People say, “Have faith.”
Why don’t we?
How can we?
Some part of the answer might be found in the “Exodus” narrative.
Pharaoh and the B’nai Yisrael (Israelites) have something in common:
Each time Pharaoh agrees to let the Israelites “go,” he is unable to do so, perhaps because he perceived himself as losing his own control and power (which we can infer from the behavior of other powerful people when faced with a loss).
Faced with such a perceived loss, he does not make a “rational decision.” Pushed by his own fear, he doesn’t take the time or make the effort to recall what he had seen of God’s power immediately before. He responds impulsively, “hardening his heart.”
Similarly, the Israelites, once freed from Egypt by overt displays of God’s power even over nature itself, nevertheless become anxious and fearful as they wander through the wilderness with no other provider than the very same God who had just miraculously freed them.
Confronted by difficulty, the Israelites fear, not taking the time or making an effort to recall what they had seen and experienced of God only shortly before. They responded impulsively and panicked.
I’ve experienced the same myself when struggling to apply or employ faith to face a given difficulty. I observed that, with God’s help, I’m able to draw on faith by reminding myself of truths about God. I feel better — for a while.
Yet, shortly later or even the next day, I find myself worried or resentful again.
Having faced a major personal difficulty recently, I learned that “having faith” can mean to repeatedly remind myself of things I’ve learned about or experienced of God:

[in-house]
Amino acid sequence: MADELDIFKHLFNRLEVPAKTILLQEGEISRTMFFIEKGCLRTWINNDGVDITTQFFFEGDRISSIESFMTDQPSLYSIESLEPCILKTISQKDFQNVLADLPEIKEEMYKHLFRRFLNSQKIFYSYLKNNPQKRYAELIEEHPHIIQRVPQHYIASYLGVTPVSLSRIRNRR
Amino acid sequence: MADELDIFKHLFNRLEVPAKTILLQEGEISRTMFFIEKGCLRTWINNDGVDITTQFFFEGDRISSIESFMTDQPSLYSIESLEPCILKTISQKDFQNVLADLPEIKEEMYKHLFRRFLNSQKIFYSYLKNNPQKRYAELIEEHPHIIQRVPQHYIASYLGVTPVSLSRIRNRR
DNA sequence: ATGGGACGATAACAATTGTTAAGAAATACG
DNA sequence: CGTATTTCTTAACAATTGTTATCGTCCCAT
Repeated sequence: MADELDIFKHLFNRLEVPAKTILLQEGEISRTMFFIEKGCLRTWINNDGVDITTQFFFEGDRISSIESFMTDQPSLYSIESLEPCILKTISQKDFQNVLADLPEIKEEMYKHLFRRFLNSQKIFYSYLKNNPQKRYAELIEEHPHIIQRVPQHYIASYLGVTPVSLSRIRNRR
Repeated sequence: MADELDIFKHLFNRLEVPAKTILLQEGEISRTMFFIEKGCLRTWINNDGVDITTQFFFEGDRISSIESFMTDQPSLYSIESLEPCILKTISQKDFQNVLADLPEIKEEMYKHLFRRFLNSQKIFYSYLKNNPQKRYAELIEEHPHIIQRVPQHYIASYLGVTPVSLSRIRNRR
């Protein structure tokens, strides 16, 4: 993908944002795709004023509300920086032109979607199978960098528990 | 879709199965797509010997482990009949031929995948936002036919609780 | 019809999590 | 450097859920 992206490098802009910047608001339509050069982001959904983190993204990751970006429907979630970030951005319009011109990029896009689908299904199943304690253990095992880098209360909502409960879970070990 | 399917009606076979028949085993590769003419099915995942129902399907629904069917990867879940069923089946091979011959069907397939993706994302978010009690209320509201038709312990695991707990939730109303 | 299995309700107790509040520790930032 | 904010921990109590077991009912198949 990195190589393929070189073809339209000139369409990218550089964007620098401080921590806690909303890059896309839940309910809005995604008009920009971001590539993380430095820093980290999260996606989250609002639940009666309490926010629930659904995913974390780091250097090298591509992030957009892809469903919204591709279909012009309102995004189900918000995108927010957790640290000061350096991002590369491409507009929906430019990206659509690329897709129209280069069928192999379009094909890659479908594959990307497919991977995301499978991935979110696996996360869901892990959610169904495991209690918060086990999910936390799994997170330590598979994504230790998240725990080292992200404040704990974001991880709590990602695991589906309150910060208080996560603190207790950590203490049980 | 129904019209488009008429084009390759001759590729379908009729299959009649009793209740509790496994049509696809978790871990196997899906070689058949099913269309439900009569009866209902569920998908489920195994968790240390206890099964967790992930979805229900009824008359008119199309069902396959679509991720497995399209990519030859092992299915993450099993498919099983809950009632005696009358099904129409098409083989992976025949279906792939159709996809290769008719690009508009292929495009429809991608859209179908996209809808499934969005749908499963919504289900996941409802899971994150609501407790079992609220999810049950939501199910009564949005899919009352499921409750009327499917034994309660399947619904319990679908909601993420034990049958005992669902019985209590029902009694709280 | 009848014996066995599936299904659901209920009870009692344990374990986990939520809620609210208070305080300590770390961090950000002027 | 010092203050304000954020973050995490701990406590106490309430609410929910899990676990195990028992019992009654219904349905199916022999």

God is not an idea, not a feeling; not matter, not energy. God is beyond space and time. God is constantly creating everything at every moment, while remaining the essence of the thing created. God is in and around everything. God is in charge of every event. Most of all, God is good and does only good — however it might seem to us.
“Having faith” can be a bit like “taking medicine.”
When we’re ill, the first dose of medicine might seem to help only temporarily or slightly, if at all. The true help comes from repeated doses.
Just so, “faith,” especially as expressed in prayer, might seem to help temporarily or only a little at first. Even if I feel much better initially, “faith” can seem to “wear off” and I re-experience the uncomfortable feelings.
Yet, with repeated faith and prayer, a positive frame of mind can come to far outweigh the discomfort.
There is another lesson to be learned here, too:
For Pharaoh or the Israelites to “remember” what they had experienced of God, they would have had to take their attention off of the presenting conditions and focus it instead on God (even if indirectly, through a “memory”).
The lesson, then, is that when seeking to “have faith,” we must decrease the amount of attention we give the problem and increase the attention we give God.
This isn’t arcane at all. Perhaps we have a bad drive home but once home, we are surrounded by a loving family and a warm, delicious meal. If we keep reminding ourselves of the drive, we’ll maintain or even increase our upset. If we focus on our loving family and the delicious food, we’ll feel better. There are times when this doesn’t come easily. But we can make the effort — just as the B’nai Yisrael, even Pharaoh himself — could have made precisely the same effot.
We can choose whether to keep our mind on the problem that faces us — no matter how large or serious — or repeatedly focus our attention instead on every good thing we know about God.
like a seed
like a full moon
on a dark, clear night,
like a sip of water
on a hot day.
in a winter forest;
on a cornfield
Now and ever
You fill the heart
who let You
be known. 
Let us make the effort.
 © 2009 by Rabbi Eli Mallon